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Friday, October 14, 2011

Churches and the Alabama Immigration Law

The Decatur Daily the other day posted this, um, interesting story about a local charitable ministerial-alliance group, the Committee on Church Cooperation, which is taking "extra steps to make sure undocumented immigrants do not obtain food, clothing and other assistance, much of which is donated to the agency by Morgan County churches."  Needless to say, doing so is not barred by law, but neither is it required by the Alabama immigration law, whose provisions on harboring and aiding and abetting were enjoined by the district court in its recent decision.  The executive director of the group is quoted as saying: "It used to be about 10 percent (Hispanics) that we served. . . . Since cracking down, I haven't seen anybody, especially in the last month."  

It appears that many of the churches that belong to this group were unaware of the group's policy.  In the story, many of them refrain--understandably, but perhaps far too much--from saying anything negative about the CCC.  But a number of them make clear their disagreement with the policy.  One of them says: "That's just ludicrous. . . . That's embarrassing as a Christian. Our Lord was an undocumented immigrant to Egypt as a baby. He was taken to Egypt the same way most kids are brought to America, without having a say in the matter."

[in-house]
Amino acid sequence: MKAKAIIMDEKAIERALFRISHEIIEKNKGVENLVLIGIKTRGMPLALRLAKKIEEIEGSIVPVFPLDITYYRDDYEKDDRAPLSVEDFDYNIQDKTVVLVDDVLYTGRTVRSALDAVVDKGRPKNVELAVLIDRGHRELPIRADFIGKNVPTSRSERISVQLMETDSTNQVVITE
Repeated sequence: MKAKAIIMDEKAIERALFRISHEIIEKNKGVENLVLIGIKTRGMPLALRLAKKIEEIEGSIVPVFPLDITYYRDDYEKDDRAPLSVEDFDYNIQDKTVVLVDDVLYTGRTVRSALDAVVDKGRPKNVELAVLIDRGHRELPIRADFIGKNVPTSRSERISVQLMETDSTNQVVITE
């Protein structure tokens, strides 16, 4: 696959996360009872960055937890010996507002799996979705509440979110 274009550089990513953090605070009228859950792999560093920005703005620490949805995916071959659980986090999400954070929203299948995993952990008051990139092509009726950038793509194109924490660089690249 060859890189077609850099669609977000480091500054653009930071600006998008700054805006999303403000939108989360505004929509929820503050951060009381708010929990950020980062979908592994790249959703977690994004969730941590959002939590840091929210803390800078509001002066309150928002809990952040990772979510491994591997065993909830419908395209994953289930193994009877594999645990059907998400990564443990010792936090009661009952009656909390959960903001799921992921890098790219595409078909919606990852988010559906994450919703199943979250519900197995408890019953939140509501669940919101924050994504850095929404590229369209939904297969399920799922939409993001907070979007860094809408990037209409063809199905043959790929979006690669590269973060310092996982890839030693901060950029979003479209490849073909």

I do find interesting a strain of unwillingness to judge that comes through in the story.  Thus, a state legislator from the area who supported the immigration law is quoted as saying: "If they have citizenship as one of their requirements, I certainly would not oppose that. . . I would not have an opinion on whether that would be right or wrong."  And then there is this extraordinary quote from the minister quoted earlier about Jesus's immigration status, who clearly disapproves of the policy: "All I know is Jesus said poor people are closer to God's kingdom than rich people. I don't like that Jesus said that, but unfortunately he did. I know what I'm deserving of, and thank God he does not deal with me according to my desserts. To me, this is another absurd intrusion of political ideology into Christian work."

"Unfortunately he did?"  Jesus wept. 

Posted by Paul Horwitz on October 14, 2011 at 08:45 AM in Paul Horwitz | Permalink

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Comments

"[T]hank God he does not deal with me according to my desserts." So, the concern here is that God might prefer chocolate pudding to key lime pie?

Posted by: Michael J.Z. Mannheimer | Oct 14, 2011 11:57:57 AM

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